The bigger picture

Five ways to help employees think like an owner


Whether you’re a business leader or a business owner, you understand the merits of explaining and communicating your company’s mission, vision and values to employees.

It defines your organization’s culture. It helps people understand how you differ from your competitors and how you bring value to the marketplace.

Some of this may be diminished or lost among rank-and-file employees. This isn’t necessarily intentional. It might simply be because your leaders at the top concentrate more time and energy on strategic thinking. Lower-level employees must spend their time on operations. Each group serves a purpose in getting things done. 

If you want to win in today’s complex business environment, however, you need more than just competent people at all levels to help you grow. Here are five things you can do to help each employee “think like an owner.”

1. Develop employees

Don’t just train them. Take a keen interest in their entire workplace experience by providing thoughtful mentoring and coaching. Offer sincere and frequent feedback.

Create an environment that’s open to challenges, calculated risk and change that will lead to growth.

2. Encourage critical thinking

This is one of the most important problem-solving skills that a leader must develop. It’s equally valuable for employees at all levels.

Help them feel comfortable with “Socratic questioning” of the status quo. That means encouraging them to explore complex ideas, get to the truth, uncover issues and problems, question assumptions and analyze concepts, to distinguish what we know from what we don’t know. Socratic questioning focuses on fundamental concepts, principles, theories, issues or problems.

It seeks continuous improvement of processes and products and looks for new opportunities.

3. Commit to the employee experience

This includes the initial onboarding process, helping employees fit in with the company culture, and offering career planning and opportunities to advance.

Today’s ideal workplace experience goes even further. It includes three things that matter most in the modern environment:

  1. Advanced technological tools.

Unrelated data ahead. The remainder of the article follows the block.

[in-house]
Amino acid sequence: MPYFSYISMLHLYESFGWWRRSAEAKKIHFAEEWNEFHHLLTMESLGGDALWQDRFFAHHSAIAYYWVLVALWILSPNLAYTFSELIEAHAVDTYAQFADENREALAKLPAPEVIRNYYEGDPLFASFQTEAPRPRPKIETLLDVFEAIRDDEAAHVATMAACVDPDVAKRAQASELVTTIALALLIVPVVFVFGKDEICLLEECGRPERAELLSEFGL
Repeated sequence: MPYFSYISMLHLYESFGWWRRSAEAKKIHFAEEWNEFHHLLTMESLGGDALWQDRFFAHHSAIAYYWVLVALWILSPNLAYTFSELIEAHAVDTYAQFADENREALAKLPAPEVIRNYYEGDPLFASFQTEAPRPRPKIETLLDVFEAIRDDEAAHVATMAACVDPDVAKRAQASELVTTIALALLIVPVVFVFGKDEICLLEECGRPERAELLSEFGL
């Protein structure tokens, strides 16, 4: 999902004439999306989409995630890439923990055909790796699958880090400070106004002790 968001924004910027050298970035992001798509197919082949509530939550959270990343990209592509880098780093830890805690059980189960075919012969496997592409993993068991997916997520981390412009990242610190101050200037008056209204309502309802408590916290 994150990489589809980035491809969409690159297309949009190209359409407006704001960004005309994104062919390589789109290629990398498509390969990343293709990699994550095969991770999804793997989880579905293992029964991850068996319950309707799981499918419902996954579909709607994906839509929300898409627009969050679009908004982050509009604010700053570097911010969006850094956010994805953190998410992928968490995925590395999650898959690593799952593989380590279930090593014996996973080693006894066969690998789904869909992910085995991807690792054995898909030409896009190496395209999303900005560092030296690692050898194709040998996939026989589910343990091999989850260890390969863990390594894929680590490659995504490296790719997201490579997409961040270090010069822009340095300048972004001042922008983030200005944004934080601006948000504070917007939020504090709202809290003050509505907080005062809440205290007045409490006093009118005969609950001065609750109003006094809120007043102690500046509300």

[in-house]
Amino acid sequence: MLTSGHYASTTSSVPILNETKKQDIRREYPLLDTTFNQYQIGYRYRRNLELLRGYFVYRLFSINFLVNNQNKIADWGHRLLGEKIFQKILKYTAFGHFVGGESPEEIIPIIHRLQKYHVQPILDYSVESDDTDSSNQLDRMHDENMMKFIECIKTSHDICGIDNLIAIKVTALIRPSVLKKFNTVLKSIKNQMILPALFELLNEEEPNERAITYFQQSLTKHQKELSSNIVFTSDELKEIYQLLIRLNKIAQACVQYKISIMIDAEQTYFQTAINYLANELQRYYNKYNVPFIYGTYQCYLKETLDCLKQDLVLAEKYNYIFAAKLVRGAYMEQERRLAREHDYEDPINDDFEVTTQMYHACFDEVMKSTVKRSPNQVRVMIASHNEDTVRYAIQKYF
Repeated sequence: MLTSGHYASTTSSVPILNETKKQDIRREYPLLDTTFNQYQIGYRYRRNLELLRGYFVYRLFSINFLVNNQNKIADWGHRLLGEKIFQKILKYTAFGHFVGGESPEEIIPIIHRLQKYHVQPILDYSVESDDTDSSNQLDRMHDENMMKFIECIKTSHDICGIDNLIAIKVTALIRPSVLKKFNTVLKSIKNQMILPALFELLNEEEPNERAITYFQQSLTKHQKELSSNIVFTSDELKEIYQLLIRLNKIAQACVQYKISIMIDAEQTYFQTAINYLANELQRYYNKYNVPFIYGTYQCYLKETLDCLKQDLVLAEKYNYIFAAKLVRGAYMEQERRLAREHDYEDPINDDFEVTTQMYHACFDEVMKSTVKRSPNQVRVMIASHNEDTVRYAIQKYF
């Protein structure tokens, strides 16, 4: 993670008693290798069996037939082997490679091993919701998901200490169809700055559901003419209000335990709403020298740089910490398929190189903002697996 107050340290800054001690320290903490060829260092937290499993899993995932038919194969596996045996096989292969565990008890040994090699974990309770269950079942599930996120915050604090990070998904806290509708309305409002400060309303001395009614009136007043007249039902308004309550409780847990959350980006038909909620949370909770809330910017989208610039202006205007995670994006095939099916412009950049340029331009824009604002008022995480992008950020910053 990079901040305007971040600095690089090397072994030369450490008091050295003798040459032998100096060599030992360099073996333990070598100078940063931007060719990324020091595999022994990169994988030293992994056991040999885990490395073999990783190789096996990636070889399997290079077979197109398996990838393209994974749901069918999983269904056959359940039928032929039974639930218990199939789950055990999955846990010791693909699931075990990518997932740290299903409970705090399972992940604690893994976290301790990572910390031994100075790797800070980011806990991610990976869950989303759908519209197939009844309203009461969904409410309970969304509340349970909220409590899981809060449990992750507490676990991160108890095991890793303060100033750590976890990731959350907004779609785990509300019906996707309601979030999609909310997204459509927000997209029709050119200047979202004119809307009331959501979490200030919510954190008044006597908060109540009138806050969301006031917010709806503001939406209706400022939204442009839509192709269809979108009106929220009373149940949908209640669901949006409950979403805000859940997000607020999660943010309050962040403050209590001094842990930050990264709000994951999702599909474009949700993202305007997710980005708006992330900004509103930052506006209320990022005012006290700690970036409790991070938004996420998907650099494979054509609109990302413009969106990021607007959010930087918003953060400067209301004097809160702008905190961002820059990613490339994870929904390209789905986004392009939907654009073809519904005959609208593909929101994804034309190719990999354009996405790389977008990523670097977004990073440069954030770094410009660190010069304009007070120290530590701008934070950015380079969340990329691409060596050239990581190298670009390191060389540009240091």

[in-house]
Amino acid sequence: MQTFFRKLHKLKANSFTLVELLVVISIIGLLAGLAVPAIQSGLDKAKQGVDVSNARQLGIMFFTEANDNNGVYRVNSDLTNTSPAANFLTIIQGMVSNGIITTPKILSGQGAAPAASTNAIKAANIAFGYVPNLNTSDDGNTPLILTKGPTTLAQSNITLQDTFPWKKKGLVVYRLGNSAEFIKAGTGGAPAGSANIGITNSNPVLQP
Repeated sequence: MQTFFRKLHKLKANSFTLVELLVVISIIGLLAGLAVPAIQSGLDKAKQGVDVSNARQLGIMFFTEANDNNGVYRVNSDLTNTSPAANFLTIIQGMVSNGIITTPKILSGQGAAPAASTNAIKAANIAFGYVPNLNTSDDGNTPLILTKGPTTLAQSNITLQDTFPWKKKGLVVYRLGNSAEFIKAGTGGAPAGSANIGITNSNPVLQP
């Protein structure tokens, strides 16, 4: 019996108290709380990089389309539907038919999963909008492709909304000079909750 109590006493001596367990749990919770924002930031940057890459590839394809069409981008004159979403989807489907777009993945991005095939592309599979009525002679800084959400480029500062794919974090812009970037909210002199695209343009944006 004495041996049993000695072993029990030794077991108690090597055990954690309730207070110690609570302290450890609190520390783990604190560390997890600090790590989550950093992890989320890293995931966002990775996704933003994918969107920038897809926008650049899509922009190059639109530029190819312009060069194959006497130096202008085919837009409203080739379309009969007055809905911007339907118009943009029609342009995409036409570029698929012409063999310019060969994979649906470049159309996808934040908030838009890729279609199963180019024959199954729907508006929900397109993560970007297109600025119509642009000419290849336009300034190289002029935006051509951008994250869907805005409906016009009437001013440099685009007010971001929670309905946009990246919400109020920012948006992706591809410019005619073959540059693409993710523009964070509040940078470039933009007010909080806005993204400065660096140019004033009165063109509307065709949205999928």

2. A physical workspace that fosters collaborating with other teams.
  3. A culture that emphasizes learning and an entrepreneurial team-building spirit.

Take care of your employees and they’ll take care of your customers.

4. Share a global viewpoint

All employees want and need to know the broader strategic direction of your organization. It helps them see how they “fit” into achieving excellence, how they contribute to the company’s  economics that drive profitability, and how they can stay relevant and be engaged.

It also requires their commitment, accountability, and better resource planning – just like an owner. Everything now matters that much more.

5. Stress personal responsibility

It starts with the person at the top. Help develop employees and treat them like owners. In practice, it means greater transparency of “the big picture,” positive thinking, and giving employees a voice at the table.

Employees share an equal responsibility. They must prioritize their own activities, adjust to changing conditions, manage time efficiently, demonstrate the ability to make well-reasoned decisions and practice better listening skills. They must be as much of a good follower as a good leader.

So why is it a big deal if employees have an ownership mindset? Benefits galore for the employer and its customers.

But employees who have a real sense of ownership exhibit the same honesty, trust and respect as their companies do. They work well with their supervisors and peers, and they enjoy a workplace that respects and appreciates everyone.

A healthier, more productive company increases profits. More profits lead to more resources that can improve products and services. Better products and services create more satisfied and loyal customers.

The overall effect? A company that’s unstoppable. And that benefits everyone.

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George Satula is an executive leadership coach working primarily as a Vistage chairman, leading three CEO mastermind groups in southeastern Wisconsin. He is also a speaker and leadership development consultant. He can be reached at (262) 786-7400 or

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